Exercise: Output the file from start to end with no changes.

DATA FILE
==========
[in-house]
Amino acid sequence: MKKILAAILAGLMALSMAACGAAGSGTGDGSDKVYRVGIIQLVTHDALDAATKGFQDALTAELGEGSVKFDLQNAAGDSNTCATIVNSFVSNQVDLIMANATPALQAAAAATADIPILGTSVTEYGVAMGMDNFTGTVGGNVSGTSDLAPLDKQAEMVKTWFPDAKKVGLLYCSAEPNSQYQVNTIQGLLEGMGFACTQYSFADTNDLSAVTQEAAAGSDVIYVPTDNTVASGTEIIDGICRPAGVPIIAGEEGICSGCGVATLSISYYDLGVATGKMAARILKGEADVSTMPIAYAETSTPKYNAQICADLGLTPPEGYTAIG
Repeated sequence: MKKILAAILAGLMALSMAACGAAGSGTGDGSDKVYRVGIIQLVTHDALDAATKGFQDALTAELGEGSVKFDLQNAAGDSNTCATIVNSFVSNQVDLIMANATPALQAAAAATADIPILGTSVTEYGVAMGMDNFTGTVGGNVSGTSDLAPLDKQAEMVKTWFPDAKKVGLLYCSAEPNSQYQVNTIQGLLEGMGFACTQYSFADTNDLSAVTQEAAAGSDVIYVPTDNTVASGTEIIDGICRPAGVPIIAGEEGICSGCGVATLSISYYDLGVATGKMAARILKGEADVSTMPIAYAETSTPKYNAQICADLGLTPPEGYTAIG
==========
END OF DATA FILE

[in-house]
Amino acid sequence: MKKILAAILAGLMALSMAACGAAGSGTGDGSDKVYRVGIIQLVTHDALDAATKGFQDALTAELGEGSVKFDLQNAAGDSNTCATIVNSFVSNQVDLIMANATPALQAAAAATADIPILGTSVTEYGVAMGMDNFTGTVGGNVSGTSDLAPLDKQAEMVKTWFPDAKKVGLLYCSAEPNSQYQVNTIQGLLEGMGFACTQYSFADTNDLSAVTQEAAAGSDVIYVPTDNTVASGTEIIDGICRPAGVPIIAGEEGICSGCGVATLSISYYDLGVATGKMAARILKGEADVSTMPIAYAETSTPKYNAQICADLGLTPPEGYTAIG
Repeated sequence: MKKILAAILAGLMALSMAACGAAGSGTGDGSDKVYRVGIIQLVTHDALDAATKGFQDALTAELGEGSVKFDLQNAAGDSNTCATIVNSFVSNQVDLIMANATPALQAAAAATADIPILGTSVTEYGVAMGMDNFTGTVGGNVSGTSDLAPLDKQAEMVKTWFPDAKKVGLLYCSAEPNSQYQVNTIQGLLEGMGFACTQYSFADTNDLSAVTQEAAAGSDVIYVPTDNTVASGTEIIDGICRPAGVPIIAGEEGICSGCGVATLSISYYDLGVATGKMAARILKGEADVSTMPIAYAETSTPKYNAQICADLGLTPPEGYTAIG